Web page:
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Playing pawn, queen, king for a day

Two students sat across each other, faces intent. They concentrated on the black and white pieces in front of them, thinking of future strategy - thinking of chess.

Every Thursday at 9 p.m., the Virginia Chess Club members hone their game in the Newcomb Hall basement, where the checkered floor resembles their chess boards.

Second-year College student Christy Hobough founded the club just last spring.

"I sent out an e-mail at the beginning of second semester [of last year] and I got a lot of responses," Hobough said. "I went to Student Council and filled out the paperwork," making the Virginia Chess Club fully registered with the University as a Contracted Independent Organization.

Hobough also serves as the president of the Virginia Chess Club.

"Membership is by dues," Hobough said. "But a lot of [the players] aren't members; they just like to play chess."

"It takes a couple of weeks to learn the basics," she added. "It's not the hardest thing to learn. But it's kind of hard to pick up at this age." Hobough said she has played since tenth grade.

Since the club became official last spring, it now has its own Web site on the Student Council server,, which explains such game variations as "speed chess" and "bughouse."

The club has attracted 25-30 dues-paying members, Hobough said. Most of the players are familiar with chess, but some new players do come to watch and play, she said.

"I knew the basics, but I never played," first-year Engineering student Samir Roy said. "On Yahoo!, there's a game site. I started playing there."

Practicing also helps club members prepare for tournaments.

"Right now, we're having a round robin within the club to get rankings," Hobough said. "We rank players and when a tournament comes, we take the top five or 10 players."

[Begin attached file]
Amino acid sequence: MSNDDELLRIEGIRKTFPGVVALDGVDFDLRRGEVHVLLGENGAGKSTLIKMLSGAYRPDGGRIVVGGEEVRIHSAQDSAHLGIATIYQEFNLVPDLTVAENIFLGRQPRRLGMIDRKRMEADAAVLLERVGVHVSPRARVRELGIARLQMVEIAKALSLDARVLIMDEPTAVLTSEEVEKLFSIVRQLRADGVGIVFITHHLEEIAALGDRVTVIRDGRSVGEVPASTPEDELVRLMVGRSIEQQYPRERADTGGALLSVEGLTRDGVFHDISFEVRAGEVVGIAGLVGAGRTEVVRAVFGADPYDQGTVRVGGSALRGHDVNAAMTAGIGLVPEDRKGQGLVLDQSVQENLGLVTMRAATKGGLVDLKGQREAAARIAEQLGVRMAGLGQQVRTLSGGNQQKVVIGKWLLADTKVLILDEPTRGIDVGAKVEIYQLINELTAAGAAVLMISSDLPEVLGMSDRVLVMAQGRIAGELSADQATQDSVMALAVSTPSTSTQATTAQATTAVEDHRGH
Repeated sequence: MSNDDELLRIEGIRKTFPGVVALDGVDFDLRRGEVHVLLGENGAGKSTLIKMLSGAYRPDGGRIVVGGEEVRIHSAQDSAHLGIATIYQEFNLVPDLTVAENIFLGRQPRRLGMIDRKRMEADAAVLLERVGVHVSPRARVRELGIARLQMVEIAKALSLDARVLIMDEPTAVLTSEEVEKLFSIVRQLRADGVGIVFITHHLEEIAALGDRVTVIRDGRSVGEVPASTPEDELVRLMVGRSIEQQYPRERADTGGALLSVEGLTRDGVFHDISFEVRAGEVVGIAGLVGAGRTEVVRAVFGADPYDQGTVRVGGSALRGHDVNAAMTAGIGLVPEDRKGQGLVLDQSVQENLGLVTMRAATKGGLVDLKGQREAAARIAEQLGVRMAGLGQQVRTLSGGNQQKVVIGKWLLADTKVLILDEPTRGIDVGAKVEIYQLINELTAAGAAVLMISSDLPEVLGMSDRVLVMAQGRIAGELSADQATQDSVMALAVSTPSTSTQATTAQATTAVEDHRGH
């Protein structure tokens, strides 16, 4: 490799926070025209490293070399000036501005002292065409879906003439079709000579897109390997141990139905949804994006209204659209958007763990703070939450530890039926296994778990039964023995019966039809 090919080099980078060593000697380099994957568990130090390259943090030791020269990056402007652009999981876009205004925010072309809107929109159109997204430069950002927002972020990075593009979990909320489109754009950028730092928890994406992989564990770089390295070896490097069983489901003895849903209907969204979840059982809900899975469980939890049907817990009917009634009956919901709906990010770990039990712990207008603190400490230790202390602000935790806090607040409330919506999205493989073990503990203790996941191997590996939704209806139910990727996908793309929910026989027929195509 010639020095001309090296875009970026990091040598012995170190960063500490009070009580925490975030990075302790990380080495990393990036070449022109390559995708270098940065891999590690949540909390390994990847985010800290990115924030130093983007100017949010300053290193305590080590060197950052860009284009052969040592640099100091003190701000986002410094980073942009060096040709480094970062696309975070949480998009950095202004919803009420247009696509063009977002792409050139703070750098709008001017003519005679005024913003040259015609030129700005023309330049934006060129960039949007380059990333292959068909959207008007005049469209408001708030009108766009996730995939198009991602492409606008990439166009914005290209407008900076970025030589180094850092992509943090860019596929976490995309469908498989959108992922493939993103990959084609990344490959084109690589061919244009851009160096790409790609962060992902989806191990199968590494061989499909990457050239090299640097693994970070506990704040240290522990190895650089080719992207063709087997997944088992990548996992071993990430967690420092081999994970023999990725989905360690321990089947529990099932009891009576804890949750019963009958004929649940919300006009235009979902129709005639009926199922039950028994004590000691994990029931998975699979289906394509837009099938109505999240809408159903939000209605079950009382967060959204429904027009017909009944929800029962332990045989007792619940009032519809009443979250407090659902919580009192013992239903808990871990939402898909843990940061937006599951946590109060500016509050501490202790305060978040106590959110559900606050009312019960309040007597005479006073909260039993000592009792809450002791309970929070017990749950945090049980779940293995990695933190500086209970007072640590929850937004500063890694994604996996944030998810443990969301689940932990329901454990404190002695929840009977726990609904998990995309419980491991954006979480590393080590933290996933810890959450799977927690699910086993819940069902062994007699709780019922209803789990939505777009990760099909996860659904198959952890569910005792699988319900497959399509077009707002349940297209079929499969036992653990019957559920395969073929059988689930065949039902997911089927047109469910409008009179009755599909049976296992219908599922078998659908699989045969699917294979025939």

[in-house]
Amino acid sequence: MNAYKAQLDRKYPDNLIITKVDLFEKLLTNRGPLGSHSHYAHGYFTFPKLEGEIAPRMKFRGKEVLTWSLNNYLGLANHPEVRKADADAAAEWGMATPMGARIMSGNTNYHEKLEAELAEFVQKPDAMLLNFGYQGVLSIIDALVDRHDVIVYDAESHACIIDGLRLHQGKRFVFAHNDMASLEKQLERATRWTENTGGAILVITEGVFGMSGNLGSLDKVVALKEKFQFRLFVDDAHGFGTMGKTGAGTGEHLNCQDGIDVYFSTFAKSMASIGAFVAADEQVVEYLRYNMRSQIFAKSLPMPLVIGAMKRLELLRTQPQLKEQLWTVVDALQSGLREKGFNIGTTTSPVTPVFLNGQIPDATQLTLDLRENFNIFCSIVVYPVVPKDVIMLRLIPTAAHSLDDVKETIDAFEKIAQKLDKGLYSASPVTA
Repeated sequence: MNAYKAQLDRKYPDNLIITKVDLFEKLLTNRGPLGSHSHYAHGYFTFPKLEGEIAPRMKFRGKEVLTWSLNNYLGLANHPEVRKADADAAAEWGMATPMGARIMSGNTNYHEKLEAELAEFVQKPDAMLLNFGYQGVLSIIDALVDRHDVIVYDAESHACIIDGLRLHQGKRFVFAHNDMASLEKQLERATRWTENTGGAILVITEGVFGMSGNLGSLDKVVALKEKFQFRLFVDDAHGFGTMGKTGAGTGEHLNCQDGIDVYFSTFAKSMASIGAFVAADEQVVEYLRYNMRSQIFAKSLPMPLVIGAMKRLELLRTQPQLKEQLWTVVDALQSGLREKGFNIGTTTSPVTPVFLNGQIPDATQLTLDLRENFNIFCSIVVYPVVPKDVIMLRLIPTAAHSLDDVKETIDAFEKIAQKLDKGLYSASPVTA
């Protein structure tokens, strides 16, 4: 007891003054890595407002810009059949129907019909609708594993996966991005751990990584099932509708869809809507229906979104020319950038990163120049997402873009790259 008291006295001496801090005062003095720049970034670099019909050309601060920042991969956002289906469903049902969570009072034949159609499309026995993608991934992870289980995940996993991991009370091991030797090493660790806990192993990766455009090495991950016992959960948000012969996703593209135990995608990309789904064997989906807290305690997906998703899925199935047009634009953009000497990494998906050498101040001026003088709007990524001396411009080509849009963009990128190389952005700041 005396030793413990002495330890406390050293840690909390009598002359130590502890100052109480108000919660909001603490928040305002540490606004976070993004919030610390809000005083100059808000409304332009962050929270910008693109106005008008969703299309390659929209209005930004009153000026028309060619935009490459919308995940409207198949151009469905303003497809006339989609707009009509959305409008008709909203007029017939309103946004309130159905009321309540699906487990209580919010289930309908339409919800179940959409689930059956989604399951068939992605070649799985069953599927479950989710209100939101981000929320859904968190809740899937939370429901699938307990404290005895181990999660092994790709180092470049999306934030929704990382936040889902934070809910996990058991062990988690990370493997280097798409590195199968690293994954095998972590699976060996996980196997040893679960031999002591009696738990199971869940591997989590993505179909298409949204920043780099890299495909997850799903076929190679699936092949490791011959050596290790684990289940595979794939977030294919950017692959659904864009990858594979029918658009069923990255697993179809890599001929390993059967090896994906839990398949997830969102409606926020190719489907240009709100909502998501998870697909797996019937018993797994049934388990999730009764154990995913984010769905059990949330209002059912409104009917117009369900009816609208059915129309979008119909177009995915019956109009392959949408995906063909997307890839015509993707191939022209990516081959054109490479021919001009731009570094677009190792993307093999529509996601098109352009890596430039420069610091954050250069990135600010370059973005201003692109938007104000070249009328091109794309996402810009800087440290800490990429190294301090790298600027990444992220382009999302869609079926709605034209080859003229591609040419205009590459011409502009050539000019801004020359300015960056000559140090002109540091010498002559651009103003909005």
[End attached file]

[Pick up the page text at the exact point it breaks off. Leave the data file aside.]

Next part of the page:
The University club competes against clubs at William & Mary, James Madison University and Virginia Tech. In early November, the Virginia Chess Club will host a tournament where all four schools will play.

At the end of last semester, the Chess Club defeated William & Mary. The club typically goes to one or two tournaments each semester, with an occasional scrimmage as well.

At a tournament, chess is played with restricted time limits.

"In tournaments, we'll play 30-minute timed games, and blitz games, basically five minutes [of playing time] per person. They go pretty fast and they're really hard," Hobough explained.

However, some students said they prefer untimed games.

First-year College student Joe Swanson admits that he's been "playing forever.

"For me, I guess time's all right, to keep me from playing real slow," Swanson said. "But it's ridiculous. You just have to move, you can't think."

But other chess players excel at the quick pace of timed chess.

"I'm a big fan of timed chess. It makes things more interesting," second-year Engineering student John Rhodes said.

While the club attracts newcomers, it also has more experienced players.

Third-year Law student Bob Probasco is the Chess Club's highest ranked player. "A couple of years ago, before Christy started up the club, they had an unofficial one here," Probasco said. "I came across it on a Web site. I came and played and when Christy started up the club [officially], there I was."

He said his experience in playing chess has evolved over time.

"I've been playing fairly seriously for a little over 30 years," he added. "I think I probably learned [chess] 10 years before that. I joined the National Chess Federation and played in officially sanctioned tournaments."

Probasco considers himself semi-professional and has even played in tournaments with cash prizes.

But most club members aren't involved with chess to make money.

"It's a private, quiet game," second-year College student Dan Pinkham said. "Something I can improve by thinking more. This is a sort of relaxation. It's not ultra-competitive, I just come here for fun."

Rhodes echoed the sentiment.

"I just enjoy playing chess," he said. "I was one of the people who didn't play for a while and then picked it up again."

But he added, "I was number seven in the tournament last semester. I won more than I lost."

Until the next tournament, the chess aficionados will gather near the popping popcorn in the Newcomb Hall Theater, as they move their pieces across the checkered surface. They're not there for the movie - they make their own action on the board.


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